16 June, 2019

Happy Father's Day

All people are unique in their own way, but I've always had special admiration for my father.

My father: Fernando Herboso.
Like many latino migrants of his generation, he had machismo issues when I was young. He showed his love through providing a strong financial base, rather than by speaking directly from his heart. But what I find most impressive is that, over time, he changed. How he treats Natalia and Alejandro, my two teen/preteen siblings, is proof of this. My father learns to become a better person over time, and I honestly think that's his best quality.

So many people languish in a groundhog day style rut, never really becoming different from who they are at heart. But my father focused strongly on entrepreneurship early on, creating several businesses, learning from each, and these lessons somehow permeated into the other aspects of his life, resulting in a father who, from my perspective, has genuinely improved in nearly every way over the many years that I've known him.

Showing off his impressive muscles.
Though constant improvement is what I think is his best quality, there are still several others that I find immensely impressive, mostly because I find myself completely unable to match him at those qualities. First and foremost, of course, is his dedication to hard work. His ability to find a good business idea, identify what needs to happen in order for him to be successful at it, and then (this is key) actually following through on doing the necessary work, is, without a doubt, flabbergasting to me. How many people do you actually know who go above and beyond in this kind of work context? Sure, you'll occasionally find a workaholic who spends a lot of time on work, but this is almost always in the context of working for someone else. My father has a knack for identifying the maximal combination of neglected yet effective work that will accomplish the most for a business, and then actually does the required work, regardless of what it is.

Much of this comes from his voracious reading, nearly all of which is business-related. I am in awe of how many books I've seen him consume from the self-help section of the bookstore. His focus on self-improvement is beyond impressive. At every holiday family gathering, it has become a tradition for him to give a 15–30 minute seminar on how to become a better person. He uses youtube videos, includes props, invites audience participation, and regularly quizzes everyone at the end, complete with prizes for whoever performs the best. He not only focuses on success for himself, but for all those close to him in life, especially his children. He genuinely wants all in his life to become the best at whatever they do — sometimes, I think, to their detriment.

Coloring in a restaurant with his kids.
My father's philosophy of success is an interesting one. On the one hand, he defines true success as having a happy, well taken care of family. But he also relates success to becoming the top tier in whatever field you participate in. Second place is but a reminder that one can be even better. But it's not important to forge first in a field; it's acceptable to find other winners and copy their proven strategies. For a long time, I felt confused by his statements on his philosophy of success. I never really spoke with him directly about it, but just learned by hearing his point of view on various things. But I think I have a handle on it now: for him, success lies not in being the very best, but in being the local best. Success is about joining the group at the top, where defining the boundaries of that group is hazy at best. If you're going to play soccer, then work until you are the best on your team. At this point, the goalposts of success change, and now you must focus on winning tournaments. Once accomplished, it's time to join a professional team. Then to work hard enough to be a starting player on the team. And so on. At no point does he seem to ask too much, but there is always more to go. I find his position fascinating.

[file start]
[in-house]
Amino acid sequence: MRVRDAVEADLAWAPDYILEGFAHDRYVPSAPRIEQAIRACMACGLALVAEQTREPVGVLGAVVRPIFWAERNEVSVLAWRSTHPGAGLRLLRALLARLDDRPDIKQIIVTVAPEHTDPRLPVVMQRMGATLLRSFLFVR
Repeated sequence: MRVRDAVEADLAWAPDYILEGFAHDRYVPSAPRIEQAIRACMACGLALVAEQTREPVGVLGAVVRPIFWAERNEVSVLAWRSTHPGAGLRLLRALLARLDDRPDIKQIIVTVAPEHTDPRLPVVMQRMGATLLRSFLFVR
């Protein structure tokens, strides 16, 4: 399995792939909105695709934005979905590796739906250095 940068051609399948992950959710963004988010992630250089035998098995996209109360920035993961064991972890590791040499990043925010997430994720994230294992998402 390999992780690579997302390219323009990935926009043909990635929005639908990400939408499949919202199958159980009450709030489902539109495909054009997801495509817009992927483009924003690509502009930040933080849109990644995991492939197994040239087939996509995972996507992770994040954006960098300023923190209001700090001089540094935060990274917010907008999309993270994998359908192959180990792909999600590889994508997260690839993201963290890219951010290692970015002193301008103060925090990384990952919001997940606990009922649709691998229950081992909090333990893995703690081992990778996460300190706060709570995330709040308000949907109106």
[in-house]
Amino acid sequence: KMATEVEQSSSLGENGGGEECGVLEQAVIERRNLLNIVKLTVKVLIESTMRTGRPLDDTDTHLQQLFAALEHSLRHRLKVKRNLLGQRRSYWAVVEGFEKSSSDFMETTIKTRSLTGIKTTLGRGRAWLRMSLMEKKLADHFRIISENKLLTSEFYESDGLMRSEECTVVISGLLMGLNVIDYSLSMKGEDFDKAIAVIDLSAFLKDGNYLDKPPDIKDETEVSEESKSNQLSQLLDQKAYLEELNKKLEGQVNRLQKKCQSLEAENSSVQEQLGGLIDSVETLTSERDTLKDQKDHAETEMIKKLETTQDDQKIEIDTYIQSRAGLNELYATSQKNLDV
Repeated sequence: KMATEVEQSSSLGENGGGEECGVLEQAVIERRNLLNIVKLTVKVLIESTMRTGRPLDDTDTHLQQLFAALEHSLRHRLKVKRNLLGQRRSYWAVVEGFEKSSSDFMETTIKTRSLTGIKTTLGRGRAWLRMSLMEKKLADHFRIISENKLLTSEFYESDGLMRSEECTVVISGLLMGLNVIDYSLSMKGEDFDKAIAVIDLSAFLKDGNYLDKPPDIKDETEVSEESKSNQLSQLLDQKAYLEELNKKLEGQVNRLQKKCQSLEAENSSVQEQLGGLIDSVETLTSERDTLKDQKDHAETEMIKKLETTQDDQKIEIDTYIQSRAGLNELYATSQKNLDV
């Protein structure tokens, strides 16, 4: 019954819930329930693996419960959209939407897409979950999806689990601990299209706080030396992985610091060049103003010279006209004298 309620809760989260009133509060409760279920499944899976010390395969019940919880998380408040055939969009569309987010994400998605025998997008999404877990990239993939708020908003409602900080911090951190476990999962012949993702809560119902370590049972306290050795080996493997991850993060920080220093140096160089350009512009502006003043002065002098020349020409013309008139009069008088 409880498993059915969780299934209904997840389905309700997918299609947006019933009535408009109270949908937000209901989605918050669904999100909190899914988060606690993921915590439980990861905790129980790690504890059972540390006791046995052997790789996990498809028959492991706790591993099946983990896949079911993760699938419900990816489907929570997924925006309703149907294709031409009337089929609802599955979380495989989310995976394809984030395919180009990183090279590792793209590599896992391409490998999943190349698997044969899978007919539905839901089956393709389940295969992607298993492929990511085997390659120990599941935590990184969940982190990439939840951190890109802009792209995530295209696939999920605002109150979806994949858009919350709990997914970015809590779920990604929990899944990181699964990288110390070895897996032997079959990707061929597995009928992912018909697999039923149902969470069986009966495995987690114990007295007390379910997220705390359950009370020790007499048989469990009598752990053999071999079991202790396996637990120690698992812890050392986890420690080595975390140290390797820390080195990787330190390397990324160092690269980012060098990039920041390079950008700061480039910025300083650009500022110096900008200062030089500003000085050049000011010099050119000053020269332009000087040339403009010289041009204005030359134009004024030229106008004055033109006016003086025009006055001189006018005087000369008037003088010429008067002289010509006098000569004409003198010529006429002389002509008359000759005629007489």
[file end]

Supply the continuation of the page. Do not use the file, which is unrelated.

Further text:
Fernando with his daughters.
I said earlier that my father believes true success is having a happy, well taken care of family, and I mean it. To my father, this is the ultimate goodness in life. While tribal, this is a goal to which I feel an intense attraction. He believes strongly in family, and he shows it in all the things that he does. I appreciate him very much for this aspect of his personality, and I kinda wish that I could be more like him in this respect. He not only shows love and pride for his family, but also mudita. I am constantly impressed and somewhat jealous of how he feels in this area. He really and truly is an amazing father, even if only for this one single aspect of his being.

iPad painting by my father.
Yet this is not all that my father is. He is an artist, and a tiger-lover, and a musician who adores playing guitar and singing karaoke during family celebrations. Most recently, he is a futurist, listening widely to the idea of Peter Diamandis, a co-founder of Singularity University. He is a lover of well-cooked meat, for which he constantly watches youtube videos on even better ways to grill. He is messy at heart (just see his closet!) yet organized in business, because he needs to be. He does what needs to be done, and he sacrifices much to ensure that his family thrives.

For these and all the other things I've failed to mention in this blog post, I'd like to wish my father, Fernando Herboso, a genuinely happy Father's Day. I love you.